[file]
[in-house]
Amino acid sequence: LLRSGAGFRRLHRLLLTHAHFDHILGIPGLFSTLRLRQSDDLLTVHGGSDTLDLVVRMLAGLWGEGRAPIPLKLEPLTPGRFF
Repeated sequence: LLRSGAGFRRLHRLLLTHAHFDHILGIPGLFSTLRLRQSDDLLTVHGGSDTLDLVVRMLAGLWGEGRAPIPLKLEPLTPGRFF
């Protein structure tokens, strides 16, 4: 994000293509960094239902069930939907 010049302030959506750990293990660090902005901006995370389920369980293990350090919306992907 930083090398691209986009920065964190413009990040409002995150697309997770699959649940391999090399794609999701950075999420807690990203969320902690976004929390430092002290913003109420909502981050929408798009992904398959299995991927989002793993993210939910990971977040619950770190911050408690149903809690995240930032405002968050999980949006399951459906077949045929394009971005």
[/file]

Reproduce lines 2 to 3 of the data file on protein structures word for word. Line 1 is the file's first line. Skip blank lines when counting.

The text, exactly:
Amino acid sequence: LLRSGAGFRRLHRLLLTHAHFDHILGIPGLFSTLRLRQSDDLLTVHGGSDTLDLVVRMLAGLWGEGRAPIPLKLEPLTPGRFF
Repeated sequence: LLRSGAGFRRLHRLLLTHAHFDHILGIPGLFSTLRLRQSDDLLTVHGGSDTLDLVVRMLAGLWGEGRAPIPLKLEPLTPGRFF